Yet the soldiers can't say no. They're not allowed. Once they sign on, they are owned by the state, to be sent wherever the state wants to send them.

Consider these working conditions:
· Soldiers face courtmartial if they refuse to obey orders.
· Soldiers also face the courts if they do obey orders but with disastrous results.
· Soldiers are ordered not to think for themselves.
· Soldiers are punished when they don’t think for themselves, don’t apply ethics to a situation.
· When military wages are cut, there is no means of protest. Soldiers cannot bargain, negotiate, or strike.
· Soldiers who run away are criminals who are hunted down.
· There are no explanations and no apologies when soldiers are killed in action. A soldier’s death doesn’t require an explanation.

My conclusion - The military is the last permissible form of slavery in the West.

What if – and this is a big what if – armies unionized? Governments would then have to enter negotiations with the military before declaring war. They would have to ensure adequate training and preparation in consultation with troops. Moreover, the military would have a say in their wages and working conditions, as well as their equipment. That would allow them to better support their families and balance their lives.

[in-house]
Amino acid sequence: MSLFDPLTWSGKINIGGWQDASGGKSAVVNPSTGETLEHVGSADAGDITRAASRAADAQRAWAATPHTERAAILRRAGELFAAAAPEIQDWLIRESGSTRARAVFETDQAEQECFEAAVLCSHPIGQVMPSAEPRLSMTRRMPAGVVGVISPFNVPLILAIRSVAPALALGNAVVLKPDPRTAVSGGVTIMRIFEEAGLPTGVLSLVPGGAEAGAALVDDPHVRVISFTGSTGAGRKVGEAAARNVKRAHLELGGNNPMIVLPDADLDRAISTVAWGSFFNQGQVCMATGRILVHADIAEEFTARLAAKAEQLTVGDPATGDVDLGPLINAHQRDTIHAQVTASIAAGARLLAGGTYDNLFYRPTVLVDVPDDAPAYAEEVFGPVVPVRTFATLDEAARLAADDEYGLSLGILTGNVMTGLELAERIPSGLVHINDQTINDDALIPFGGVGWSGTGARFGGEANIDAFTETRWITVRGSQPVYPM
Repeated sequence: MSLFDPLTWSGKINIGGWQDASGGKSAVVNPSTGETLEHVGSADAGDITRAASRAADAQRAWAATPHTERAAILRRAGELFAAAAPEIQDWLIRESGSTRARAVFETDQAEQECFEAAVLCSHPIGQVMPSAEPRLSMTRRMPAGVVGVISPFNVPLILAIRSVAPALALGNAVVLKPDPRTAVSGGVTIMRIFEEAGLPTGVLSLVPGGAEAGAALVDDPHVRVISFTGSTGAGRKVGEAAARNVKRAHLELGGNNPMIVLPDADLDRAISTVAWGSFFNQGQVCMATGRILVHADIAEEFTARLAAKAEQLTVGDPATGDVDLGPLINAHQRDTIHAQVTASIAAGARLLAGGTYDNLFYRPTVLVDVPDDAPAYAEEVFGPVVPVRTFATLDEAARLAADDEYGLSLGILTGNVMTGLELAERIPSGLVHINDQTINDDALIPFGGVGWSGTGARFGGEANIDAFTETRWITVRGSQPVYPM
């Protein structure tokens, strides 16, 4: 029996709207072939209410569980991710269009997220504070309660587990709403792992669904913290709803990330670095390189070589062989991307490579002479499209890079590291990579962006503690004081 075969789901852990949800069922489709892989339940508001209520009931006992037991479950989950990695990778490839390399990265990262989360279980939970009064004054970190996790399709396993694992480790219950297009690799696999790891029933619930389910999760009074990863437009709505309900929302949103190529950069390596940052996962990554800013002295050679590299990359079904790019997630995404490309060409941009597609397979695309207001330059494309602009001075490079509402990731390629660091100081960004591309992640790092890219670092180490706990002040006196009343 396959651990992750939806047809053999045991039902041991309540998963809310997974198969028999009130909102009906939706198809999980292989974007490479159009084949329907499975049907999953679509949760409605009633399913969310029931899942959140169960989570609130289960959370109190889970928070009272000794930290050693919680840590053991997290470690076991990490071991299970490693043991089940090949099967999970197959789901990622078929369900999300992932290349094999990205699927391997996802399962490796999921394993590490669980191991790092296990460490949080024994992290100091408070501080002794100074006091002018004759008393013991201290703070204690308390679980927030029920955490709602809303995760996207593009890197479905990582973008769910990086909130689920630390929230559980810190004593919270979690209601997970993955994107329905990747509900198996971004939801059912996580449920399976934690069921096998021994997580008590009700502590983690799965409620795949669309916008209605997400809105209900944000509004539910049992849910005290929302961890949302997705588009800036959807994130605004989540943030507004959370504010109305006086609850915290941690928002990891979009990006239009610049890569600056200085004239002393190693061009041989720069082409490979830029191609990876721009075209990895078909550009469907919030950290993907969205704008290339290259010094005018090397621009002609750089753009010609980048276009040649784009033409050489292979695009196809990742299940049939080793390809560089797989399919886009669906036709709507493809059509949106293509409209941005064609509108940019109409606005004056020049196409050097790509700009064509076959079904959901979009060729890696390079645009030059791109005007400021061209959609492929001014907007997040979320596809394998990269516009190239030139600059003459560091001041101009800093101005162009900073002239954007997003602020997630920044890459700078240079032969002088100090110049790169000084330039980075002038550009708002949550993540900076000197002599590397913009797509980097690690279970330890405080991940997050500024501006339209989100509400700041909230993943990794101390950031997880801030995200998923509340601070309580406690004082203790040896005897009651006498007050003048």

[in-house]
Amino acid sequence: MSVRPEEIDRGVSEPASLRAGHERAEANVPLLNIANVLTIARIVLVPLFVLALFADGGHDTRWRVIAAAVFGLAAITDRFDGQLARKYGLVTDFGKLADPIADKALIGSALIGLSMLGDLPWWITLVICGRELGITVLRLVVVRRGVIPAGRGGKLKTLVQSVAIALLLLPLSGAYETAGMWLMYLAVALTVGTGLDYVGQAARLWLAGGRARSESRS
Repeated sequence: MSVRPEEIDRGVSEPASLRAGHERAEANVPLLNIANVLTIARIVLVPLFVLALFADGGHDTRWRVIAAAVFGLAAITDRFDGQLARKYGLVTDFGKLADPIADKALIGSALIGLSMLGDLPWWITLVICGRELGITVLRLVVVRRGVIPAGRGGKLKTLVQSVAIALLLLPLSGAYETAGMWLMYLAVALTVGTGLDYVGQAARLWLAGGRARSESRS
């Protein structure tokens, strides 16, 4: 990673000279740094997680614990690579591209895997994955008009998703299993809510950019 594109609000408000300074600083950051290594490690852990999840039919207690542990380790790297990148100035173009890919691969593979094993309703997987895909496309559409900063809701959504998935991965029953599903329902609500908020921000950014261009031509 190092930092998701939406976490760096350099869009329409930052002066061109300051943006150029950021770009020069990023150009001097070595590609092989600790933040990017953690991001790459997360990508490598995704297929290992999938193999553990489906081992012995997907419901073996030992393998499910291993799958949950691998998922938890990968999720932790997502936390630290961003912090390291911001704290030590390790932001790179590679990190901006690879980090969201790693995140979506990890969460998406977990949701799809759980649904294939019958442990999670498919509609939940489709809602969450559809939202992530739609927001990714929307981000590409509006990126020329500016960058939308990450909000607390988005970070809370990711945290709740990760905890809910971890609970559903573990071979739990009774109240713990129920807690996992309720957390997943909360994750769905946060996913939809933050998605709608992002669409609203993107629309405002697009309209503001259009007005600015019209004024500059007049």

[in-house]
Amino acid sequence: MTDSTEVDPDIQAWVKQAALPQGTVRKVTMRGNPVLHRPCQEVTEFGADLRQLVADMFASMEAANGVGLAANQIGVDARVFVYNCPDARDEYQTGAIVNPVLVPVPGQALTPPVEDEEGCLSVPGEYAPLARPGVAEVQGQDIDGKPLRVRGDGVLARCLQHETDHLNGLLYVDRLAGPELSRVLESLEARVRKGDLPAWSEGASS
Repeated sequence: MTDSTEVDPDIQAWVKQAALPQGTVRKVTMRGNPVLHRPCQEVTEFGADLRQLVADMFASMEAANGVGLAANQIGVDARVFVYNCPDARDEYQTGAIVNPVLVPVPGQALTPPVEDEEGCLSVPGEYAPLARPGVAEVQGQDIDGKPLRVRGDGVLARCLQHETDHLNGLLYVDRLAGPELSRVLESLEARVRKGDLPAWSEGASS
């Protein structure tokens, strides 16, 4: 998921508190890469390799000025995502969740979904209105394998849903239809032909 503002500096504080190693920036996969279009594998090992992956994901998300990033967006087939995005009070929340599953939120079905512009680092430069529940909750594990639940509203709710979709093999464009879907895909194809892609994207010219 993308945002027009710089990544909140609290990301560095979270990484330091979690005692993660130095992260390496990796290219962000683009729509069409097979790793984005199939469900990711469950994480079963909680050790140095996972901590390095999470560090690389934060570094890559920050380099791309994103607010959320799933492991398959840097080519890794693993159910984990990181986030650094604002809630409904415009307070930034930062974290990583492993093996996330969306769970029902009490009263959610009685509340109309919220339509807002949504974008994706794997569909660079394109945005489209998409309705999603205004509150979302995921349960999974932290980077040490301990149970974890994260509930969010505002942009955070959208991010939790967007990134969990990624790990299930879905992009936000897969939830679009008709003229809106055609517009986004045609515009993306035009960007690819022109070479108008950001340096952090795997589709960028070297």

I wonder how much of the evil of war stems from the slavery that is at its foundation. If we removed the slavery element and soldiers were expected to think for themselves, would the same types of atrocities be committed?

Sunday, October 23, 2005

The M Word

It was my f/Friend Kate’s wedding today. As Quaker weddings go, this was a big one – 90 in attendance. The kids were noisy, as kids are at Quaker weddings, and the potluck supper was superb. The families were real troopers too, standing up to sing or read messages, even if it all seemed a little weird to them. They played pass-the-baby and whose-turn-is-it-to-mind-the-squawkers. And throughout it all, we held the whole bunch of them in the Light the best we could.